Skip to main content

Design of Sidestream Treatment for Bioaugmentation at the City of Richmond, VA WWTP

Buy Article:

$17.50 plus tax (Refund Policy)

Abstract:

Purpose and Background: In 2005, The City of Richmond began implementation of its Nutrient Reduction Program (NRP). This program is in response to a law passed in March 2005 requiring municipalities to upgrade treatment facilities to comply with the waste load allocation for total nitrogen and total phosphorus. The Bioaugmentation Process Facility at the City of Richmond WWTP is a unique facility that will employ the first full scale installation of the InNitri® process while taking advantage of existing tank volume. This process will provide treatment of the ammonia-laden recycle dewatering centrate stream from the anaerobic digestion system. The purpose of the facility is to promote the growth of a completely separate nitrifier biomass that would be available to safeguard the reliability of the nitrification process in the mainstream bioreactor on a regular basis and shorten the recovery period of the mainstream biological process following a major process disruption event such as extreme cold, high hydraulic flow, or both. Reliability of the nitrification process is critical to sustaining effective removal of total nitrogen. Although the City of Richmond's goal for this project is to protect against nitrification upset, discussion of the facility design is relevant to other WWTPs that are required to maintain reliable nutrient reduction when treating sewage collected from combined systems or in cold weather climates. Design of the Bioaugmentation Process Facility is complete and is currently under construction.

Preliminary Evaluation of Sidestream Treatment Processes: During preliminary design both in-situ and external types of bioaugmentation were considered. Generally, sidestream treatment and bioaugmentation processes are employed at WWTPs primarily for process performance improvements particularly as it relates to process stability. The City of Richmond recognized that an external sidestream process provided the best opportunity in meeting its goal of as a safeguard. Because of the configuration of the existing plant infrastructure, the InNitri® system emerged as the process most capable in meeting the objectives within the confines and limits of the physical plant.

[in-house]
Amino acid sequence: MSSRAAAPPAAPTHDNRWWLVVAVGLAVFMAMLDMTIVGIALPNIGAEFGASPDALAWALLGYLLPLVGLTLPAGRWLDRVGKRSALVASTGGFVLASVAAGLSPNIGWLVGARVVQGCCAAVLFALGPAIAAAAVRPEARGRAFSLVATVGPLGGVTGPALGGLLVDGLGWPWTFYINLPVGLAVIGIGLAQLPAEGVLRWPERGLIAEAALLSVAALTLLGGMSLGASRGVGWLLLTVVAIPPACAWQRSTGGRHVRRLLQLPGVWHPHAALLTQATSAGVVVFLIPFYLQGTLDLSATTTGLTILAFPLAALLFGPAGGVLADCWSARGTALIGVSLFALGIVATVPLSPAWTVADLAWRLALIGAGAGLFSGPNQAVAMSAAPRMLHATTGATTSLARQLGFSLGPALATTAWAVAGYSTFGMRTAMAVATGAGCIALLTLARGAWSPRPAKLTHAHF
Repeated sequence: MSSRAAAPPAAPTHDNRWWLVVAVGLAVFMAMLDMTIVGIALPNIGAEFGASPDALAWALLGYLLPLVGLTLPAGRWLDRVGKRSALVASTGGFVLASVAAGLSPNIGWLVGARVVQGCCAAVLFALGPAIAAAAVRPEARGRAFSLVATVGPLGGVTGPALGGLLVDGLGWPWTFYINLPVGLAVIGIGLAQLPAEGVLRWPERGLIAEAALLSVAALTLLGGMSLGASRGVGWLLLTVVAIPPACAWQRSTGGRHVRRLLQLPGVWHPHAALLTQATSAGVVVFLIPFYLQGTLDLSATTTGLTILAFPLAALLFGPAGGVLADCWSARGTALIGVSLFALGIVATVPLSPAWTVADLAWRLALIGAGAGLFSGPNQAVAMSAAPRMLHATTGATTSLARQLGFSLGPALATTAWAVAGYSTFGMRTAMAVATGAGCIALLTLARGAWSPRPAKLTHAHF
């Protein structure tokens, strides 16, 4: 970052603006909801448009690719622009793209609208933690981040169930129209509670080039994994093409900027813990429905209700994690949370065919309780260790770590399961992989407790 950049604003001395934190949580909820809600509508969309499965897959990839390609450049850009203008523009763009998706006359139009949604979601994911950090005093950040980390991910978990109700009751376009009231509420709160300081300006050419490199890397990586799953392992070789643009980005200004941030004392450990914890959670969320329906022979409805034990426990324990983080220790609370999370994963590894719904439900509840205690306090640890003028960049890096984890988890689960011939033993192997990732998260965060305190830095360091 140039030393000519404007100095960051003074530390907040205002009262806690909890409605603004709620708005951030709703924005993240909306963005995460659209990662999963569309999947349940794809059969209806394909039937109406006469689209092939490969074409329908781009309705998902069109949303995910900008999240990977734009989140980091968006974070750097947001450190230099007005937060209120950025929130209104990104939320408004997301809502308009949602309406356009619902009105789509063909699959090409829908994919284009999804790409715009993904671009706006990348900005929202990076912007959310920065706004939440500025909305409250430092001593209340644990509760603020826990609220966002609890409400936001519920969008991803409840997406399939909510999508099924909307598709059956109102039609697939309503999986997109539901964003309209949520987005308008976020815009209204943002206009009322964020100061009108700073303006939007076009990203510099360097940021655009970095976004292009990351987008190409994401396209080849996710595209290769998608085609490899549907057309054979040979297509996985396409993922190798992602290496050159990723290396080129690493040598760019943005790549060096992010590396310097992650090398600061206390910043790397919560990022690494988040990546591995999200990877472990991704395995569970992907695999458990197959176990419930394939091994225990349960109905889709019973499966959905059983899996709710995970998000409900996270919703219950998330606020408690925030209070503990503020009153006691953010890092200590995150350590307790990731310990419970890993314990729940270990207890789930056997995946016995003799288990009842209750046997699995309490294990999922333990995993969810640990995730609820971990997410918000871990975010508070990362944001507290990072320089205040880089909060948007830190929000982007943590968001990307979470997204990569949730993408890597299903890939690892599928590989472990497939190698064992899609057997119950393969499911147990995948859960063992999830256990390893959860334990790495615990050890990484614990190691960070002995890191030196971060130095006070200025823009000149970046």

Application of InNitri® for Bioaugmentation: The sidestream treatment of the centrate produced by dewatering of biosolids and subsequent augmentation of the mainstream treatment process in accordance with the InNitri® process will have a two-fold benefit for the Richmond WWTP. First, use of the bioaugmentation will provide a safeguard for the mainstream treatment process, ensuring the constant presence of an active nitrifying microbial community. A major disruption of this nitrifying microbial community could jeopardize the mainstream treatment process's ability to comply with the total nitrogen waste load allocation. Due to the WWTP location within the floodplain and its service of a partially combined sewer system, potential disruption events have been identified. Cold temperatures coupled with high hydraulic loads (due to combined sewer service) tend to wash-out solids from the mainstream treatment process. Also, a major flooding event from the James River could completely inundate the mainstream treatment process (see Figure 1) resulting in massive washout. During winter months, full recovery of the nitrifier biomass from any major disruption event could take several months due to significantly colder influent wastewater temperatures which hinder nitrifier biomass growth (see Figure 2). Minimizing this recovery time is essential to comply with the waste load allocation. The sidestream process, then, promotes the growth of a completely separate nitrifier biomass that is then “wasted“ directly to the mainstream reactor to bolster the nitrification biology and enhance recovery. Second, this application of bioaugmentation involves the equalization and nitrification of the dewatering centrate prior to its discharge to the head of the mainstream treatment process. The mainstream treatment process will be subject to more stable demands which could increase system longevity and reliability.